Valentine’s Day not for faint of heart

Being single on day devoted to romance can be a good thing

By Sue Vorenberg, Columbian features reporter



Need a little single-person empathy for Valentine’s Day?

Clark County poet Scott Poole has this not-so-Valentine’s poem to share.

For more on Poole and his poetry, check out his website at


By Scott Poole

I was at a bus stop

and suddenly wanted love.

But, there was only me

and the bus kiosk.

I looked for a love receptacle,

but there was only plexi-glass

and a wood bench.


All this waiting around

and no one considered our love needs?

A newspaper blew in.

I looked desperately,

but there was nothing in the news

I could manage love for.

So I waited

for love

to come to me.

I lay on that bench and waited

and even the bus never came.

Much to the chagrin of single people everywhere, it takes more than just disinfectant to get love out of the air in mid-February.

Candies, greeting cards and ads for romantic getaways seem to pop up everywhere you look.

It’s easy to forget all the great things about being single while you’re choking on that perfume-saturated Valentine’s Day ambiance. But take heart -- cough -- because your fellow Clark County residents have some tales to make you feel better.

If it weren’t for the darker side of love, Vancouver residents might have ended up hanging out by the fountains at Henry Williamson Park instead of Esther Short Park.

Williamson struck the original land claim for the city in the 1840s, and the entire area would have been his -- if it wasn’t for love, said Jeff Davis, a local historian.

“A broken heart shaped the origins of Vancouver,” Davis said. “When (Williamson) was still trying to press his land claim here, he left someone else in charge and went back to the East to get his fiancée. When he came back, the man he hired had left and Amos Short had taken over his claim.”

Amos and Esther Short succeeded in their claim jump because love, apparently, conquers all -- even land claims.

“Vancouver would have had a totally different history if (Williamson) had stuck around and not gone back for the girl,” Davis said. “I think Esther and Amos Short may have even moved into the little cabin that (Williamson) built on the claim.”

Want a more modern cautionary tale about romance? Rachel Bardue, a Vancouver resident and dental assistant, has a good one about her ex-boyfriend.

After they broke up, Bardue’s ex started dating one of her friends.

The relationship was going well, or so she thought, so when Valentine’s Day rolled around, the friend sent him a half-dozen roses and a teddy bear as a gift.

“She sent those to his work, but then she didn’t hear from him for about three days,” Bardue said. “They were still going out after that, though.”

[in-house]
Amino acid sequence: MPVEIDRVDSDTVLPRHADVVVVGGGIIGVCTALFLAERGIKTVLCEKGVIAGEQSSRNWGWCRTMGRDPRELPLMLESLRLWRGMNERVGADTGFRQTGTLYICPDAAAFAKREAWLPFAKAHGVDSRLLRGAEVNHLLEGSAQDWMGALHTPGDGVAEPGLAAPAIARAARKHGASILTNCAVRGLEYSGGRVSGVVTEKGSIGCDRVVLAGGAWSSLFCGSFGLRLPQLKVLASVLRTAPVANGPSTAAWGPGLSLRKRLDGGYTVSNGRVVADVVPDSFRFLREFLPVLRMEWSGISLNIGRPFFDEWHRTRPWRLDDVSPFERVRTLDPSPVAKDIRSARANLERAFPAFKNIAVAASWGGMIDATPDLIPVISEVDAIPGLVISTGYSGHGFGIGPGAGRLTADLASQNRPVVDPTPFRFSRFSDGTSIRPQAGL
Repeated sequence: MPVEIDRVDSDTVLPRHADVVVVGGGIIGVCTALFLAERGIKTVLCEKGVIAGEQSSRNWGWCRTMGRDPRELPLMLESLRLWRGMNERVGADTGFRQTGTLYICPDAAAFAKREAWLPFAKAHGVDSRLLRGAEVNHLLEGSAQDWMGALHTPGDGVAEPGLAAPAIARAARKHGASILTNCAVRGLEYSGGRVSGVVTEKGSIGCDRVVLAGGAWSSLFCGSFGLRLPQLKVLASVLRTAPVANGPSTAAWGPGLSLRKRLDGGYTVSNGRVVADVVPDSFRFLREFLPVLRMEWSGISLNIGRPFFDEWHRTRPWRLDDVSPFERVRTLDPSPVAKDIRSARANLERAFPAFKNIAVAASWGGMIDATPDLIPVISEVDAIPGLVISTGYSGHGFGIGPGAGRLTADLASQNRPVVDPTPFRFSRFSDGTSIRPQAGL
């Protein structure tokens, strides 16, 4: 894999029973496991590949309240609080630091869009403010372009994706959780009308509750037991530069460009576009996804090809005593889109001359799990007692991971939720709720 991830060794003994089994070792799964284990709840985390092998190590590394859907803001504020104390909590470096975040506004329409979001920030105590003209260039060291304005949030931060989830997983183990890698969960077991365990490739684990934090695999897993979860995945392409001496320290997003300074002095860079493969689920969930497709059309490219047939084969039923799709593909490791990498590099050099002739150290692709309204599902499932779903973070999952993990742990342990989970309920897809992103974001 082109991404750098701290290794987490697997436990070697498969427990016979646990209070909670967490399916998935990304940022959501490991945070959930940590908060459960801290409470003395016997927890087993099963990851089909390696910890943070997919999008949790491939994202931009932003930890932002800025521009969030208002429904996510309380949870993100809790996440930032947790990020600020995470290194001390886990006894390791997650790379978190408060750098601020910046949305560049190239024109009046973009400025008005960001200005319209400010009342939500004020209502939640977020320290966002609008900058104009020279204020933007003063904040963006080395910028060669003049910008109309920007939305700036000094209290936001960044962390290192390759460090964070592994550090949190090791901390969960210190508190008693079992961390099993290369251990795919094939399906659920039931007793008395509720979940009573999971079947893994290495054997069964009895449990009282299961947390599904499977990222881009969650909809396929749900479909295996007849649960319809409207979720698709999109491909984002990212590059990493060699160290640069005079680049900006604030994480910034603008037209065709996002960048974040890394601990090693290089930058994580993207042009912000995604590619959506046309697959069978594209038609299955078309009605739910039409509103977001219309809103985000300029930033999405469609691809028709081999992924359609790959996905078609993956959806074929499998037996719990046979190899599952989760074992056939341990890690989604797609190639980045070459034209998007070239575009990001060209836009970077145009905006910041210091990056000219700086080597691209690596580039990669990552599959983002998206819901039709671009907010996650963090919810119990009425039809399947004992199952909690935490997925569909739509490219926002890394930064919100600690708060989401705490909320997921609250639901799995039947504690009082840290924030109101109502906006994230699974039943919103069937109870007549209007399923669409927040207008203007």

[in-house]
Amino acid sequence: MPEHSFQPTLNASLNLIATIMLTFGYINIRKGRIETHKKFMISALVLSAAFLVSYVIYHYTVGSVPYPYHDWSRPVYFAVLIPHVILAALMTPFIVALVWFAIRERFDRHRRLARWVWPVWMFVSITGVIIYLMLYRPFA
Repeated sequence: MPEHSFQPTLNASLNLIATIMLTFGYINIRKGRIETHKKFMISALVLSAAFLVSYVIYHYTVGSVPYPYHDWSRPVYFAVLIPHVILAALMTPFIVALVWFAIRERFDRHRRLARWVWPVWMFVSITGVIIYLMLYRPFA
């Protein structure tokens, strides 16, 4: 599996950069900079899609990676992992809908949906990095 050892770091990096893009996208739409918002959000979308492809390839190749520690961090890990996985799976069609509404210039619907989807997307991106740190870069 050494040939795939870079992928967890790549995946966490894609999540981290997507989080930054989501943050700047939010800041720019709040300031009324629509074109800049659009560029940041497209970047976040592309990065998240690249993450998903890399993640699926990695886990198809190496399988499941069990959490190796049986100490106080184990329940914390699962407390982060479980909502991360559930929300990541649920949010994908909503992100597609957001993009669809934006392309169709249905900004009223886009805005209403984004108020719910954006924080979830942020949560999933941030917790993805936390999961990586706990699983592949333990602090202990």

Several months later, Bardue was visiting a different friend, who had a picture of herself and the ex-boyfriend spending a romantic Valentine’s Day together.

He even brought the other girl a present: A half-dozen roses and a teddy bear.

“I texted my friend about the situation and asked her if the bear she had given him had poseable hands,” Bardue said. “She said it did, and so did the bear that he gave my other friend.”


The funny thing is, the reason Bardue dumped him in the first place was because he cheated on her, she said.

“Yeah, he was a real winner,” Bardue said.

Even if you are taken or happily married, Valentine’s Day still isn’t worth getting worked up over, said Courtney Givens, owner of Simple Pleasures Events in Vancouver.

Givens and her husband have been married for 20 years, and both of them think the

day is sort of preposterous, she said.

“So this year I gave him a choice for a present, either an oil change and tire rotation or a new hard drive for the computer,” Givens said. “He said ‘I’ll go for the oil change.’ It’s really more of a comedy show at our house.”

Actually, she’s not even planning to spend the day with her husband, she said.

“My best friend, she’s single. I got her a present and I’m taking her out for sushi,” Givens said. “Valentine’s Day, it’s not even a real holiday. It’s a retail holiday. Personally I think that those of us who are with somebody -- it’s a good time to be thoughtful to those in your life who aren’t.”

More good things about being single? You don’t have to share a bed with somebody that snores, nobody guilt trips you if you forget the flowers, you can go through the winter without shaving, you get to rule the TV remote control, and you can buy discounted candy on the 15th and nobody will be the wiser.

Want to add to the list? Feel free to tell your tale in the comment section of this story online at